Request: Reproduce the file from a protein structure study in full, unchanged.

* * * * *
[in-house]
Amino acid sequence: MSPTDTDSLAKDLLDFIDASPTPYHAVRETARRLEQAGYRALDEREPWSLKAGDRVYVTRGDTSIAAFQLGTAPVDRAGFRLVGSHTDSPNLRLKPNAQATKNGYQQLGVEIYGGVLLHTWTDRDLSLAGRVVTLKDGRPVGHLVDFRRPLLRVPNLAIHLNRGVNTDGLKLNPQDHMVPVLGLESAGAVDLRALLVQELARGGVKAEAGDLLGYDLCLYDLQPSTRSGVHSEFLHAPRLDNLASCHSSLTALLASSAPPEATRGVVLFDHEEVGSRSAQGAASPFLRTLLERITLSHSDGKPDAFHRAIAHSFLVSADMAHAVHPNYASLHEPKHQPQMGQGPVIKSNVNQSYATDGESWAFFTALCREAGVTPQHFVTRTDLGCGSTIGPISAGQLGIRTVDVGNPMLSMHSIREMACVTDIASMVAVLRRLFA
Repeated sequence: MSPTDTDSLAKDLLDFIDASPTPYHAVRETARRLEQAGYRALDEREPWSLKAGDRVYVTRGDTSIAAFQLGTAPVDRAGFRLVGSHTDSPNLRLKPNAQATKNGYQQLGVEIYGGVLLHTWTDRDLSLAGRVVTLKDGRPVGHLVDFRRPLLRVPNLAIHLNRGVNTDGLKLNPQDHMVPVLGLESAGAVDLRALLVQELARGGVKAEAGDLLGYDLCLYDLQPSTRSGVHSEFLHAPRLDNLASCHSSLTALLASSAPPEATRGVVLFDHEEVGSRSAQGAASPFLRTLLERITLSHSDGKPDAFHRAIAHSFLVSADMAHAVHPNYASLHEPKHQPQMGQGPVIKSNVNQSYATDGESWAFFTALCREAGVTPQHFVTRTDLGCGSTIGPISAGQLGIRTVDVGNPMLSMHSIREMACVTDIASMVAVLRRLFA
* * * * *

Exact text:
[in-house]
Amino acid sequence: MSPTDTDSLAKDLLDFIDASPTPYHAVRETARRLEQAGYRALDEREPWSLKAGDRVYVTRGDTSIAAFQLGTAPVDRAGFRLVGSHTDSPNLRLKPNAQATKNGYQQLGVEIYGGVLLHTWTDRDLSLAGRVVTLKDGRPVGHLVDFRRPLLRVPNLAIHLNRGVNTDGLKLNPQDHMVPVLGLESAGAVDLRALLVQELARGGVKAEAGDLLGYDLCLYDLQPSTRSGVHSEFLHAPRLDNLASCHSSLTALLASSAPPEATRGVVLFDHEEVGSRSAQGAASPFLRTLLERITLSHSDGKPDAFHRAIAHSFLVSADMAHAVHPNYASLHEPKHQPQMGQGPVIKSNVNQSYATDGESWAFFTALCREAGVTPQHFVTRTDLGCGSTIGPISAGQLGIRTVDVGNPMLSMHSIREMACVTDIASMVAVLRRLFA
Repeated sequence: MSPTDTDSLAKDLLDFIDASPTPYHAVRETARRLEQAGYRALDEREPWSLKAGDRVYVTRGDTSIAAFQLGTAPVDRAGFRLVGSHTDSPNLRLKPNAQATKNGYQQLGVEIYGGVLLHTWTDRDLSLAGRVVTLKDGRPVGHLVDFRRPLLRVPNLAIHLNRGVNTDGLKLNPQDHMVPVLGLESAGAVDLRALLVQELARGGVKAEAGDLLGYDLCLYDLQPSTRSGVHSEFLHAPRLDNLASCHSSLTALLASSAPPEATRGVVLFDHEEVGSRSAQGAASPFLRTLLERITLSHSDGKPDAFHRAIAHSFLVSADMAHAVHPNYASLHEPKHQPQMGQGPVIKSNVNQSYATDGESWAFFTALCREAGVTPQHFVTRTDLGCGSTIGPISAGQLGIRTVDVGNPMLSMHSIREMACVTDIASMVAVLRRLFA